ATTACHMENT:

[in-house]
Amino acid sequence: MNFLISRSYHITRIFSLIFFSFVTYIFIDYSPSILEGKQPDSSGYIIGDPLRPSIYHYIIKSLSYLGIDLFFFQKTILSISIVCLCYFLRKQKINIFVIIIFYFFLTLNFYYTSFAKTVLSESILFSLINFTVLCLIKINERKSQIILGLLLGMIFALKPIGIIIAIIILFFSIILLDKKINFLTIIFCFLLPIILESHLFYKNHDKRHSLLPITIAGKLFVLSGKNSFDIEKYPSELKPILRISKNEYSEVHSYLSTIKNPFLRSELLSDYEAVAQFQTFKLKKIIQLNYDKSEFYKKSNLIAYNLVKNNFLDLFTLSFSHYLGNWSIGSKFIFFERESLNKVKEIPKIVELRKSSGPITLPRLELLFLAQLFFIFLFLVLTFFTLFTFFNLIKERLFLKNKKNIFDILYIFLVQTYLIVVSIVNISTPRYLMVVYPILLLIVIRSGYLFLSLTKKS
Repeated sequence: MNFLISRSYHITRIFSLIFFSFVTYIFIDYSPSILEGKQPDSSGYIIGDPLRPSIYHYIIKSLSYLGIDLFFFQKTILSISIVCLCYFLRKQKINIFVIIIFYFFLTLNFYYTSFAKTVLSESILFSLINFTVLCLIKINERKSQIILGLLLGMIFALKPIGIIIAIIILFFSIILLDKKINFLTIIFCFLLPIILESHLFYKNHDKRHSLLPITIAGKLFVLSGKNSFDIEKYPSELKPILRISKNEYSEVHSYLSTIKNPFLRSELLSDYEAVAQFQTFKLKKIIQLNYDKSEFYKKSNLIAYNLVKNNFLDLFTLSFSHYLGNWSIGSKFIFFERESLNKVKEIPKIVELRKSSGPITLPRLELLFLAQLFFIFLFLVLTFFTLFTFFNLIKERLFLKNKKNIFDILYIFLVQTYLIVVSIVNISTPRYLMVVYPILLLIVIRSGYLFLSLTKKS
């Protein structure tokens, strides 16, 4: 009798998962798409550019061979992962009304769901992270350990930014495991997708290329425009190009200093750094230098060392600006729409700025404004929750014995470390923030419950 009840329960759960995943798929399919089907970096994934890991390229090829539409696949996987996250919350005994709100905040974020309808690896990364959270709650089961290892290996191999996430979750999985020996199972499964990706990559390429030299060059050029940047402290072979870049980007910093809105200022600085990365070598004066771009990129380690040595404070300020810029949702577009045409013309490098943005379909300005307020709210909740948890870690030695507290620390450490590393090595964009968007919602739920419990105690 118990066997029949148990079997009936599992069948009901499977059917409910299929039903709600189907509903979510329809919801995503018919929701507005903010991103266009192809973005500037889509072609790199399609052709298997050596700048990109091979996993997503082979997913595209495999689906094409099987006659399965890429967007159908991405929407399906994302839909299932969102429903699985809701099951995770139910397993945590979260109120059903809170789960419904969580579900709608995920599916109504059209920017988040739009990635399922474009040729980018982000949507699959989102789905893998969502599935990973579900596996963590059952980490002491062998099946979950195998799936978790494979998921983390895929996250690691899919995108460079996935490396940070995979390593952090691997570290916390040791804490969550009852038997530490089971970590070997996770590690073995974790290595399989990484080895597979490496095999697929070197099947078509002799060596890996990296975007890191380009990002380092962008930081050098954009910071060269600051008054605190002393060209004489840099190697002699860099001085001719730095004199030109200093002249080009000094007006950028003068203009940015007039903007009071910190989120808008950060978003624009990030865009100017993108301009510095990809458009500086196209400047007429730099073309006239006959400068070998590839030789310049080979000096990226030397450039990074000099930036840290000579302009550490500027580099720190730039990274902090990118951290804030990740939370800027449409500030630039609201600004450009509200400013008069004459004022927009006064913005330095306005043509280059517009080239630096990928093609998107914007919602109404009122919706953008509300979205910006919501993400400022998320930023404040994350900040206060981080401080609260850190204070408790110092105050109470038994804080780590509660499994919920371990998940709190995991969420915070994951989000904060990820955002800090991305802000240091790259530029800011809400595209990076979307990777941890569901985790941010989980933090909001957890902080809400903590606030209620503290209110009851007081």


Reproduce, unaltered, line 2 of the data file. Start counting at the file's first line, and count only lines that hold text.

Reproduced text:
Amino acid sequence: MNFLISRSYHITRIFSLIFFSFVTYIFIDYSPSILEGKQPDSSGYIIGDPLRPSIYHYIIKSLSYLGIDLFFFQKTILSISIVCLCYFLRKQKINIFVIIIFYFFLTLNFYYTSFAKTVLSESILFSLINFTVLCLIKINERKSQIILGLLLGMIFALKPIGIIIAIIILFFSIILLDKKINFLTIIFCFLLPIILESHLFYKNHDKRHSLLPITIAGKLFVLSGKNSFDIEKYPSELKPILRISKNEYSEVHSYLSTIKNPFLRSELLSDYEAVAQFQTFKLKKIIQLNYDKSEFYKKSNLIAYNLVKNNFLDLFTLSFSHYLGNWSIGSKFIFFERESLNKVKEIPKIVELRKSSGPITLPRLELLFLAQLFFIFLFLVLTFFTLFTFFNLIKERLFLKNKKNIFDILYIFLVQTYLIVVSIVNISTPRYLMVVYPILLLIVIRSGYLFLSLTKKS